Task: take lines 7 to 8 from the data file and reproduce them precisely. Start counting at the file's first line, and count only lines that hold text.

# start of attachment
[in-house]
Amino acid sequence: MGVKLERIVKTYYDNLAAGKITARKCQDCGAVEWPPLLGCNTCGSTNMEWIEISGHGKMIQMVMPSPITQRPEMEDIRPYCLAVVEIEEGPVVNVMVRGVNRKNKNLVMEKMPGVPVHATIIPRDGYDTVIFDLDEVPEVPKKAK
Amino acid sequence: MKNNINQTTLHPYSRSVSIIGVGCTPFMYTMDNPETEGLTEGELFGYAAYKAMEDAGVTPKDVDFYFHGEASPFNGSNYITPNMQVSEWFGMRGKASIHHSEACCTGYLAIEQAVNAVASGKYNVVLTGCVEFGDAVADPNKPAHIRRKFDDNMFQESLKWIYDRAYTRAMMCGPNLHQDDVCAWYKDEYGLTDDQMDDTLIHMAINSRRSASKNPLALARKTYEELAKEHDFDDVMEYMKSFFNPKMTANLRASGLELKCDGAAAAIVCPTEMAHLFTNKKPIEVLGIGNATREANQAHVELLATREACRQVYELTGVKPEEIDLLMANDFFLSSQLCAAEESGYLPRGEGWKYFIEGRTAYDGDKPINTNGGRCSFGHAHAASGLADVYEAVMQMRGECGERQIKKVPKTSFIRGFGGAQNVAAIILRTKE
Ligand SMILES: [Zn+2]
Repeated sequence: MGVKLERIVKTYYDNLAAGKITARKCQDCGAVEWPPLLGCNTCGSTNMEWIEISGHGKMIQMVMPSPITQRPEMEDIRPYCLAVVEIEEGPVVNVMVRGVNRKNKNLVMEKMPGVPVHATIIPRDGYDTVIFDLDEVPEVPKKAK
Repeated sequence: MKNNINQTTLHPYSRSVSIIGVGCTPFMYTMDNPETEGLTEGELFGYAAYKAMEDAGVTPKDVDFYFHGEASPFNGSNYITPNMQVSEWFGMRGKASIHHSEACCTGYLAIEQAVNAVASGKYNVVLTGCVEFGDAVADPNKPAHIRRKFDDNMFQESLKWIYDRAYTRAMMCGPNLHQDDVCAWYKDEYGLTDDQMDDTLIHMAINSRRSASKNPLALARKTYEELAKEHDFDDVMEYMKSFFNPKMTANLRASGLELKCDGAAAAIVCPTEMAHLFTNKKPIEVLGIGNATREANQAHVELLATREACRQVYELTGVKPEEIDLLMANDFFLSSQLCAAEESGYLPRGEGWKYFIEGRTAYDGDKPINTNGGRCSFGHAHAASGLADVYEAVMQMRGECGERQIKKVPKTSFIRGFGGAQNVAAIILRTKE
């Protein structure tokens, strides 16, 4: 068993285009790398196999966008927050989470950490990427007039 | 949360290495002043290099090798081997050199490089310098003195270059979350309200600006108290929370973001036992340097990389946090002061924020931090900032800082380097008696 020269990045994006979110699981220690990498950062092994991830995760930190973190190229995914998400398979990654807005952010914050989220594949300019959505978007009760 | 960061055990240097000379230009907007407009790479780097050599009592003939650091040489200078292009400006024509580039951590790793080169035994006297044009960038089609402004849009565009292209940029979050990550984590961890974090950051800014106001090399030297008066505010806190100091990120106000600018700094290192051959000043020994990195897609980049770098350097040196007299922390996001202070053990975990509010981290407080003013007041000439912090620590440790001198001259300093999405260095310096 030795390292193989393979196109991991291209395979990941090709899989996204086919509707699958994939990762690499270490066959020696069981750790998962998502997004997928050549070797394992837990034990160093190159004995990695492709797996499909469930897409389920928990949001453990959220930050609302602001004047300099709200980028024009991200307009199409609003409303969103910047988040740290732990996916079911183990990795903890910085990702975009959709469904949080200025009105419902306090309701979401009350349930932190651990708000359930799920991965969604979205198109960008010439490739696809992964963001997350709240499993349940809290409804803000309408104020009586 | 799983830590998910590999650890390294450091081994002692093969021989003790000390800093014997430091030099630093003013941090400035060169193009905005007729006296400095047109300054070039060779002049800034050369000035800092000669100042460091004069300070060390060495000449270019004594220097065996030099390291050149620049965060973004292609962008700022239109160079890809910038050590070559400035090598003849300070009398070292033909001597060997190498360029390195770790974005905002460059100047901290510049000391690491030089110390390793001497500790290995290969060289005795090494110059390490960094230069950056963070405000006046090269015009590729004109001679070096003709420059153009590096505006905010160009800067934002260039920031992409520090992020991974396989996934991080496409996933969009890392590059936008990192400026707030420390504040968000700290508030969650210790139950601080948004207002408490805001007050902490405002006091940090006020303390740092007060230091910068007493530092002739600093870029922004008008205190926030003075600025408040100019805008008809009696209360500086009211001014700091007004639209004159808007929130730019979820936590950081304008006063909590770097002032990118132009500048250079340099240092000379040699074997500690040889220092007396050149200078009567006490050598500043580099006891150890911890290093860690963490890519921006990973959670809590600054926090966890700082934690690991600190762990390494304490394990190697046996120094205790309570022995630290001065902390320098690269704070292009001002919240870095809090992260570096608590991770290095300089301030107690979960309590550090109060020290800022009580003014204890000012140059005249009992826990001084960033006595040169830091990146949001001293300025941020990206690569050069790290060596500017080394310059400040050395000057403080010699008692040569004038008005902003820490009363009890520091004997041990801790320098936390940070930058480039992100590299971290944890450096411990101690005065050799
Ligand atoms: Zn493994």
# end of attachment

């Protein structure tokens, strides 16, 4: 068993285009790398196999966008927050989470950490990427007039 | 949360290495002043290099090798081997050199490089310098003195270059979350309200600006108290929370973001036992340097990389946090002061924020931090900032800082380097008696 020269990045994006979110699981220690990498950062092994991830995760930190973190190229995914998400398979990654807005952010914050989220594949300019959505978007009760 | 960061055990240097000379230009907007407009790479780097050599009592003939650091040489200078292009400006024509580039951590790793080169035994006297044009960038089609402004849009565009292209940029979050990550984590961890974090950051800014106001090399030297008066505010806190100091990120106000600018700094290192051959000043020994990195897609980049770098350097040196007299922390996001202070053990975990509010981290407080003013007041000439912090620590440790001198001259300093999405260095310096 030795390292193989393979196109991991291209395979990941090709899989996204086919509707699958994939990762690499270490066959020696069981750790998962998502997004997928050549070797394992837990034990160093190159004995990695492709797996499909469930897409389920928990949001453990959220930050609302602001004047300099709200980028024009991200307009199409609003409303969103910047988040740290732990996916079911183990990795903890910085990702975009959709469904949080200025009105419902306090309701979401009350349930932190651990708000359930799920991965969604979205198109960008010439490739696809992964963001997350709240499993349940809290409804803000309408104020009586 | 799983830590998910590999650890390294450091081994002692093969021989003790000390800093014997430091030099630093003013941090400035060169193009905005007729006296400095047109300054070039060779002049800034050369000035800092000669100042460091004069300070060390060495000449270019004594220097065996030099390291050149620049965060973004292609962008700022239109160079890809910038050590070559400035090598003849300070009398070292033909001597060997190498360029390195770790974005905002460059100047901290510049000391690491030089110390390793001497500790290995290969060289005795090494110059390490960094230069950056963070405000006046090269015009590729004109001679070096003709420059153009590096505006905010160009800067934002260039920031992409520090992020991974396989996934991080496409996933969009890392590059936008990192400026707030420390504040968000700290508030969650210790139950601080948004207002408490805001007050902490405002006091940090006020303390740092007060230091910068007493530092002739600093870029922004008008205190926030003075600025408040100019805008008809009696209360500086009211001014700091007004639209004159808007929130730019979820936590950081304008006063909590770097002032990118132009500048250079340099240092000379040699074997500690040889220092007396050149200078009567006490050598500043580099006891150890911890290093860690963490890519921006990973959670809590600054926090966890700082934690690991600190762990390494304490394990190697046996120094205790309570022995630290001065902390320098690269704070292009001002919240870095809090992260570096608590991770290095300089301030107690979960309590550090109060020290800022009580003014204890000012140059005249009992826990001084960033006595040169830091990146949001001293300025941020990206690569050069790290060596500017080394310059400040050395000057403080010699008692040569004038008005902003820490009363009890520091004997041990801790320098936390940070930058480039992100590299971290944890450096411990101690005065050799
Ligand atoms: Zn493994």